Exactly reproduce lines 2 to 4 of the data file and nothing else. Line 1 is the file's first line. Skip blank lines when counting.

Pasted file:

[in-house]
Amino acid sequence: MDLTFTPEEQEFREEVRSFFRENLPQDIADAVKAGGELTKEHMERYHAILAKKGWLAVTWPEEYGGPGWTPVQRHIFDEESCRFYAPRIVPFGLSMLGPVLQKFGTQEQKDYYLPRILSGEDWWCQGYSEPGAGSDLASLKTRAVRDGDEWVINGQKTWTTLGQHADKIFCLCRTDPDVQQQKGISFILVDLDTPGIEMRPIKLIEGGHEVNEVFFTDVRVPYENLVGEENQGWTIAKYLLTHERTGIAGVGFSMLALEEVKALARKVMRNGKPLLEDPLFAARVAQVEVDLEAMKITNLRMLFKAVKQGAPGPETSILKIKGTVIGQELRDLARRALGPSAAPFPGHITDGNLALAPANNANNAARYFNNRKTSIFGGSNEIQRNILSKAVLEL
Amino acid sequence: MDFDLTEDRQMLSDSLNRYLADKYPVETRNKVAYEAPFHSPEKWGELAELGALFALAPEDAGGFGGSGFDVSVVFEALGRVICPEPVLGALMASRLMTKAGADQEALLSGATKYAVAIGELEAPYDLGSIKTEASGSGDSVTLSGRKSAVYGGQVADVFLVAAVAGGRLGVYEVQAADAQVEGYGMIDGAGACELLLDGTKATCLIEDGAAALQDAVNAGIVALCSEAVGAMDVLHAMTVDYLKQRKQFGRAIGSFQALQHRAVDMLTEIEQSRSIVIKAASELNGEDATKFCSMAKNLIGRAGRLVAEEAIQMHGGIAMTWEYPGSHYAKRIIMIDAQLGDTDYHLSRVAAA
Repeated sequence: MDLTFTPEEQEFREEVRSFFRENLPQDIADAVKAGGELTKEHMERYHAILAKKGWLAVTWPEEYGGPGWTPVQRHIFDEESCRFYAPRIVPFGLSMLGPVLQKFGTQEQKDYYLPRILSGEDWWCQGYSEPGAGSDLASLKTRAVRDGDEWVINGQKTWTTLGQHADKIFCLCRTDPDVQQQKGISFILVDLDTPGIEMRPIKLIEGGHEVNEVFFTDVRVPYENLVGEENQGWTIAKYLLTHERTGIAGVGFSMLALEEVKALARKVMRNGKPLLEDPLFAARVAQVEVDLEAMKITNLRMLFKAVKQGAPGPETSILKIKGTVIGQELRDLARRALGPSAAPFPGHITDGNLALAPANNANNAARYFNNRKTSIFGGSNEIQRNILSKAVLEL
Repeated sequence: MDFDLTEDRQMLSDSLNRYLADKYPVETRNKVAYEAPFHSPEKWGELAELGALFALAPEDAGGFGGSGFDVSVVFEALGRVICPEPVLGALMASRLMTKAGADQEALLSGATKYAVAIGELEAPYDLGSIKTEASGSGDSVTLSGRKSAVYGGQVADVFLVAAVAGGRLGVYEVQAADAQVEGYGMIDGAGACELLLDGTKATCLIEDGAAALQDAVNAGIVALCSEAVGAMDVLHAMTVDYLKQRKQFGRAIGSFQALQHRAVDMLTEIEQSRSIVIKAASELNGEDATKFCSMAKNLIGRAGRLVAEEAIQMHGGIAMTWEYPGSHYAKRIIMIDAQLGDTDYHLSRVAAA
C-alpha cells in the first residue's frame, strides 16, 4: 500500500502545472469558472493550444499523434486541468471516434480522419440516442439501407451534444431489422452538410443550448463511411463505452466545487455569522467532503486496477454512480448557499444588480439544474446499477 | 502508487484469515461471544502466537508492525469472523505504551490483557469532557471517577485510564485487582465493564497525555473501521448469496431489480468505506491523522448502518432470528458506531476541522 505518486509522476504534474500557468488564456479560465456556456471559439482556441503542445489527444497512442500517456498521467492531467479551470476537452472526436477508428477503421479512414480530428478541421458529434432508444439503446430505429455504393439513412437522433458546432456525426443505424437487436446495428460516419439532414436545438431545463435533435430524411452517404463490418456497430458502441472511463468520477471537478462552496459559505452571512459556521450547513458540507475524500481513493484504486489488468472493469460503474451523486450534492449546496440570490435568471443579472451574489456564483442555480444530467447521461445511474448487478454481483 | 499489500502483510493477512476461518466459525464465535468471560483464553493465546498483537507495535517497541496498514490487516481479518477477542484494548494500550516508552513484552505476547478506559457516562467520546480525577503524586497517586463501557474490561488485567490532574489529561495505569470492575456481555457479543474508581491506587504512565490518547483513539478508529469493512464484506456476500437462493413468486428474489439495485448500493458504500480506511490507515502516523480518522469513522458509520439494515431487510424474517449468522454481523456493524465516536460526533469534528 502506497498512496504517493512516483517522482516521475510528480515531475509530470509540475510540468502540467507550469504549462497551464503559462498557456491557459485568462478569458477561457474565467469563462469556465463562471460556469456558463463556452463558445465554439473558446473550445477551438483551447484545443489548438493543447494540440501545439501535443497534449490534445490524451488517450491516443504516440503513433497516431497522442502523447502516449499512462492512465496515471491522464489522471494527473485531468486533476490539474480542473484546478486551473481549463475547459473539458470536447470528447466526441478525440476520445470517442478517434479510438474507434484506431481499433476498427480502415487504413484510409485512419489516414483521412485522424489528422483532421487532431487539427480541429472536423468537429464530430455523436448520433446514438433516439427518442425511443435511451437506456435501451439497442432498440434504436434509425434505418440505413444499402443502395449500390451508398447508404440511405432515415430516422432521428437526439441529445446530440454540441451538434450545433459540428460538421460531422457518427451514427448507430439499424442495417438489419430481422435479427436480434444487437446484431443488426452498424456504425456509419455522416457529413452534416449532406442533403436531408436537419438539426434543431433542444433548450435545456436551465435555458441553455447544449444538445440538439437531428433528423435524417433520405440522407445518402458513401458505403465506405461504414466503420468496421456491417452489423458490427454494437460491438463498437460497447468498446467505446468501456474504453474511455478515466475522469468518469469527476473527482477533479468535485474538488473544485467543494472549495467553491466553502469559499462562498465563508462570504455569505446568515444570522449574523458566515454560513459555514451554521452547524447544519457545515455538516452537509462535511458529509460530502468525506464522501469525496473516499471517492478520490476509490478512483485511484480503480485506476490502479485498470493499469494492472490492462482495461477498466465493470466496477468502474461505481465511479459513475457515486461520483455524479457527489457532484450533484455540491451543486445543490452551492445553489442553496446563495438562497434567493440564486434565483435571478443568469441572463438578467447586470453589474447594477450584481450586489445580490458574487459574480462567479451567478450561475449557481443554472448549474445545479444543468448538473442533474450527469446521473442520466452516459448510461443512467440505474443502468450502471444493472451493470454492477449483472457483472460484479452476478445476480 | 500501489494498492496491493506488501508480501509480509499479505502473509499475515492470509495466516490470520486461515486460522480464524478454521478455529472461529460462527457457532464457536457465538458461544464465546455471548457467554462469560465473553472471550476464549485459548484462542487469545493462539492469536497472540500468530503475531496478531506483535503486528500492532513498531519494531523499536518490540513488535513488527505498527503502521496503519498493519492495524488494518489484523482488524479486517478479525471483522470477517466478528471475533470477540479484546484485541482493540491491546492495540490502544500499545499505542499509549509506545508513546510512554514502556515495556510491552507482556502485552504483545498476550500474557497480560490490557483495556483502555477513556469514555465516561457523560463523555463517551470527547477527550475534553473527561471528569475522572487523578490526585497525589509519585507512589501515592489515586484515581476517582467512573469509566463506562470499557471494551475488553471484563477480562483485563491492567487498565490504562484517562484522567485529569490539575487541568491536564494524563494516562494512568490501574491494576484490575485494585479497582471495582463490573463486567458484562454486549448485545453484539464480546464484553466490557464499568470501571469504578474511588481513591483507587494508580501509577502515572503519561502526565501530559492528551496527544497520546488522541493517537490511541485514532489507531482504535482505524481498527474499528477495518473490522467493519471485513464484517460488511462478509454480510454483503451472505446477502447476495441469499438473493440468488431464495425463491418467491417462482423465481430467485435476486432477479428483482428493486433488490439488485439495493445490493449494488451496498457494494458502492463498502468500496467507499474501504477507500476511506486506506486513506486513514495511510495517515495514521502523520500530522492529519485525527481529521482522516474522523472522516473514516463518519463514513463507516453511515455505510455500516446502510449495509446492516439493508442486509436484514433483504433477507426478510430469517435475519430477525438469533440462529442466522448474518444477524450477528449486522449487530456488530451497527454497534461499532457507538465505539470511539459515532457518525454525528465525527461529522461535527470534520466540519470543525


Amino acid sequence: MDLTFTPEEQEFREEVRSFFRENLPQDIADAVKAGGELTKEHMERYHAILAKKGWLAVTWPEEYGGPGWTPVQRHIFDEESCRFYAPRIVPFGLSMLGPVLQKFGTQEQKDYYLPRILSGEDWWCQGYSEPGAGSDLASLKTRAVRDGDEWVINGQKTWTTLGQHADKIFCLCRTDPDVQQQKGISFILVDLDTPGIEMRPIKLIEGGHEVNEVFFTDVRVPYENLVGEENQGWTIAKYLLTHERTGIAGVGFSMLALEEVKALARKVMRNGKPLLEDPLFAARVAQVEVDLEAMKITNLRMLFKAVKQGAPGPETSILKIKGTVIGQELRDLARRALGPSAAPFPGHITDGNLALAPANNANNAARYFNNRKTSIFGGSNEIQRNILSKAVLEL
Amino acid sequence: MDFDLTEDRQMLSDSLNRYLADKYPVETRNKVAYEAPFHSPEKWGELAELGALFALAPEDAGGFGGSGFDVSVVFEALGRVICPEPVLGALMASRLMTKAGADQEALLSGATKYAVAIGELEAPYDLGSIKTEASGSGDSVTLSGRKSAVYGGQVADVFLVAAVAGGRLGVYEVQAADAQVEGYGMIDGAGACELLLDGTKATCLIEDGAAALQDAVNAGIVALCSEAVGAMDVLHAMTVDYLKQRKQFGRAIGSFQALQHRAVDMLTEIEQSRSIVIKAASELNGEDATKFCSMAKNLIGRAGRLVAEEAIQMHGGIAMTWEYPGSHYAKRIIMIDAQLGDTDYHLSRVAAA
Repeated sequence: MDLTFTPEEQEFREEVRSFFRENLPQDIADAVKAGGELTKEHMERYHAILAKKGWLAVTWPEEYGGPGWTPVQRHIFDEESCRFYAPRIVPFGLSMLGPVLQKFGTQEQKDYYLPRILSGEDWWCQGYSEPGAGSDLASLKTRAVRDGDEWVINGQKTWTTLGQHADKIFCLCRTDPDVQQQKGISFILVDLDTPGIEMRPIKLIEGGHEVNEVFFTDVRVPYENLVGEENQGWTIAKYLLTHERTGIAGVGFSMLALEEVKALARKVMRNGKPLLEDPLFAARVAQVEVDLEAMKITNLRMLFKAVKQGAPGPETSILKIKGTVIGQELRDLARRALGPSAAPFPGHITDGNLALAPANNANNAARYFNNRKTSIFGGSNEIQRNILSKAVLEL